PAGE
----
Sad loss, but: I only ever read a few of his own stories, and not memorable. I grew up reading the first two dozen of his Year's Best SF collections, and a few later; they were a good summary of what happened each year in short SF, then I'd follow up with the authors I liked from them. But I noticed by the '00s that his editorial selections went from 75% white male US/UK writers doing Ben Bova-style SF to over 90%. The early volumes always had some Pat Cadigan, "James Tiptree, Jr", Nancy Kress, and many more, and that faded out by the end; very few non-US/UK writers ever did make it in; I was going to say that no non-white writer ever made it in, but Octavia Butler is in #2 and #5, Steven Barnes in #34, and a few others, maybe 1% representation. I want more variety in "year's best".
(Star Wars Marvel Special Edition 1977 no 2 via retroscifiart
- Auralnauts Star Wars
- Ep 1: Rewriting the Jedi as belligerent drunks looking for a party and disrupting chain restaurants makes far better sense than whatever late-stage-dementia Lucas was doing.
- Ep 2-3: (Didn't watch, never saw the Lucas versions. Maybe I should?) Later: Have watched, was unbearably awful even in parody and short form, and 1.5x speed. I can't imagine how bad the original is.
- Ep 3: Later: Even more awful for a while, then the music video, dance-fight, and end are pretty great.
- Ep 4: LASER MOON. Creepio's psychosis and Leia's dating profile are to blame for everything.
- Ep 5: The parade is adorable and the Bespin after-party is the bleak morning after we all deserve, but surprisingly this is the weakest ep.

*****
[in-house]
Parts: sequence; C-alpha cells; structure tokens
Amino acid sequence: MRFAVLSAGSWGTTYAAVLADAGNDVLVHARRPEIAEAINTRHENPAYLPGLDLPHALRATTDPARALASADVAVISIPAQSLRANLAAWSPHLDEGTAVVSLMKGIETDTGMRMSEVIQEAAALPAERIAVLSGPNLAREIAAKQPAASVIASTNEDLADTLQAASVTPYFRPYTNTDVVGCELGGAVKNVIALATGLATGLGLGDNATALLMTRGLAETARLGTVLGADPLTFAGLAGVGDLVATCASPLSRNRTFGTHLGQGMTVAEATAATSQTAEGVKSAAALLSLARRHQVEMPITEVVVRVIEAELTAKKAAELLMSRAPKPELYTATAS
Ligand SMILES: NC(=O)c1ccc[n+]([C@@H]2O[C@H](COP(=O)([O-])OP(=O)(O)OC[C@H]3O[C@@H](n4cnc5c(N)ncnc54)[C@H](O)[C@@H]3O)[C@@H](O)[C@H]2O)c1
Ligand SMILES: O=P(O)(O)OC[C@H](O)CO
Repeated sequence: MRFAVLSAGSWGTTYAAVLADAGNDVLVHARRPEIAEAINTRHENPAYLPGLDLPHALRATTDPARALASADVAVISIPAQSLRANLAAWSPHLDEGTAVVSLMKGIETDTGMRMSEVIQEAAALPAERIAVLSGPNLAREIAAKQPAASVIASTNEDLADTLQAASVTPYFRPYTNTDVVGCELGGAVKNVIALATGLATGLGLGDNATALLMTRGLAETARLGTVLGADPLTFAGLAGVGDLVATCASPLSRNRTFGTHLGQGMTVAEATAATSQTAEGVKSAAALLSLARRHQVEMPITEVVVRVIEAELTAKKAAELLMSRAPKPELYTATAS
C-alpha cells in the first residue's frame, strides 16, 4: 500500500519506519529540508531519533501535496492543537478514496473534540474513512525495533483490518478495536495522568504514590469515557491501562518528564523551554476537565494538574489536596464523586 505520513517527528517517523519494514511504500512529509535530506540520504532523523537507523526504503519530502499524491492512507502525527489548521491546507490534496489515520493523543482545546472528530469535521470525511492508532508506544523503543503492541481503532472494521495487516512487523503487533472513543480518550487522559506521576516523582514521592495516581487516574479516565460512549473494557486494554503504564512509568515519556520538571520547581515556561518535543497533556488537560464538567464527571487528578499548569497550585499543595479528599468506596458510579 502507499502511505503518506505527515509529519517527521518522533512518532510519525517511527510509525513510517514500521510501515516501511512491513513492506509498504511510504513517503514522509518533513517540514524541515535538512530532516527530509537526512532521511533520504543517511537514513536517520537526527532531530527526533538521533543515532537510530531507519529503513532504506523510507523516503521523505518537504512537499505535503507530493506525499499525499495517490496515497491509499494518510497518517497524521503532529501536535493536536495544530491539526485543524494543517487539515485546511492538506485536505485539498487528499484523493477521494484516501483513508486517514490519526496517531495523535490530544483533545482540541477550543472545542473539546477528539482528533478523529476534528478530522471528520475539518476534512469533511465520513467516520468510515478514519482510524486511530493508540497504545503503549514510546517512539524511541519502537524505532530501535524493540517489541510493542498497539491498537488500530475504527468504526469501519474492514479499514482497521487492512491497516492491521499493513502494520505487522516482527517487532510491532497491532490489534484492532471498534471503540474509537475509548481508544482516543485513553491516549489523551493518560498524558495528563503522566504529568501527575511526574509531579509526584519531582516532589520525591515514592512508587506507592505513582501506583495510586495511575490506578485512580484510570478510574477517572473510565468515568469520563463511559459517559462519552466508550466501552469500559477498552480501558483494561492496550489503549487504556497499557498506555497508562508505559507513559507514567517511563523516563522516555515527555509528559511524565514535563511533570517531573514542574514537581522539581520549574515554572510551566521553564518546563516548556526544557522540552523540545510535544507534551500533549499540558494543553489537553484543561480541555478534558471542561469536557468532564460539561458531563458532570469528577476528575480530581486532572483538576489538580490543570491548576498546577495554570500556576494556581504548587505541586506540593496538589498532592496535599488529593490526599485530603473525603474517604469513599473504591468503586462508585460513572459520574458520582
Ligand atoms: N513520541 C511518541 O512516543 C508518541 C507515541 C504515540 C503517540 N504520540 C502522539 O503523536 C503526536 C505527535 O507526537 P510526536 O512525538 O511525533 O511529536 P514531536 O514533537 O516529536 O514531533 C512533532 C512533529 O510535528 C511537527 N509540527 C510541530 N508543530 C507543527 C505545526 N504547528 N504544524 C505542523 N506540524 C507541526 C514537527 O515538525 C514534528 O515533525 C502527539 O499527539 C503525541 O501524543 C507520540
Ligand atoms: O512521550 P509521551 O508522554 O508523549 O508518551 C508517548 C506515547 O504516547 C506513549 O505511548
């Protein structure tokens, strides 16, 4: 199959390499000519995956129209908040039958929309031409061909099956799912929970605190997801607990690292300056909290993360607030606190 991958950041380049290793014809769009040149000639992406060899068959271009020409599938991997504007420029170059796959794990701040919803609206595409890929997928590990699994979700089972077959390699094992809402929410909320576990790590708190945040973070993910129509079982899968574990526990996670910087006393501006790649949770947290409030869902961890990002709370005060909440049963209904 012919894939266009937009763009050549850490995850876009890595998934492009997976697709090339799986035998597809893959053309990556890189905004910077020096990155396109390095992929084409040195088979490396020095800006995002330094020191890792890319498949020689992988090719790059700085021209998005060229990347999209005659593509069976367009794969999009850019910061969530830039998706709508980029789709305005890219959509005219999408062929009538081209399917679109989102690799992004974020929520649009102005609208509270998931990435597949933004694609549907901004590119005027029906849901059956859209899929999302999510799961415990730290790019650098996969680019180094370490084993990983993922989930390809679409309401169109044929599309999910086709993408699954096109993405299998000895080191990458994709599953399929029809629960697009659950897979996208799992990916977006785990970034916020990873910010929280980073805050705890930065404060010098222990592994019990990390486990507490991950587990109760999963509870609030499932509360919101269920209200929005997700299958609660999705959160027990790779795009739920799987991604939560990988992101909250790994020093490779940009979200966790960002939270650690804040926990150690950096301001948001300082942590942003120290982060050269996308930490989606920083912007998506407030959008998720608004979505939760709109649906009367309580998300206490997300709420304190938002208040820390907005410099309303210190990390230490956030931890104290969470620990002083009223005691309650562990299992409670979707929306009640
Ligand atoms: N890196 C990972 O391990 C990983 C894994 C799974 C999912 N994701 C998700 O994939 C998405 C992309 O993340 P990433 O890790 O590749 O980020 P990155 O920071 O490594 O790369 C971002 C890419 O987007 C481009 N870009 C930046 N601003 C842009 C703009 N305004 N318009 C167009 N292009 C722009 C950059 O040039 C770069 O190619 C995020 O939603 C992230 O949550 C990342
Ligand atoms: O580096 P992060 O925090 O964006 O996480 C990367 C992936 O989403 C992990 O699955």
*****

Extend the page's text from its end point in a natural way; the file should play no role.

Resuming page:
- Ep 6: The Last Laser Master is Star Wars on Ice plus Laser Floyd, and finally makes sense of muppet planet.
Spoiler Warning for S1E7-S1E10.
I should say something nice: I do like the Chariots. They're not as cool as the 1960s Snow-Cat-based Chariot, but they're solid vehicles for rough terrain, I'd like a little more interior space and visibility, but if I was a kid with this show on, I would 100% want a Chariot toy and action figures.
Sadly, this ends my nice things, mostly because the writers were knocked unconscious and were unable to finish writing these eps.
You've stuck your Chariot in a tarpit. Do you A) Pull out the seats or any other long surface and hop to safety, B) Use the weather balloon rig to fly to safety, or C) Go down with the ship, prepare for ultimate sacrifice (heavy dramatic music), then come up with a wacky plan involving crawling thru tubes? If you are a moron and a writer on this show (but I repeat myself), you choose C.
Judy's Hippocratic oath and these groundhogs' inability to put a patch on a fuel tanker dooms everyone. I don't think Judy could act differently, and the politician is useless, but I would expect spaceship engineer Don West to think first.
Dr Smith's jig is up. And then she has to take more direct action, which isn't really her forte. Her plan to use Maureen doesn't make a lot of sense, when Will's the only one who knew how to fix the Robot. But happy accidents solve every problem, and now there's two magic space drives.
Finding out where the drive comes from explains some of the first ep plot holes, but FTL is still magical bullshit, and otherwise unnecessary to this show's premise.
There's plot around the politician, and Penny whining, and none of it matters in the least. Waste of screen time.
The Pitch Black monster ripoff and cave full of fuel shit are nonsense: The planet has aquatic hydrocarbon-eaters like the eels, so it'd have a land version. The blind apex predators which are stated to eat everything don't notice stage-whispering and Scooby-Doo-sneaking right next to them.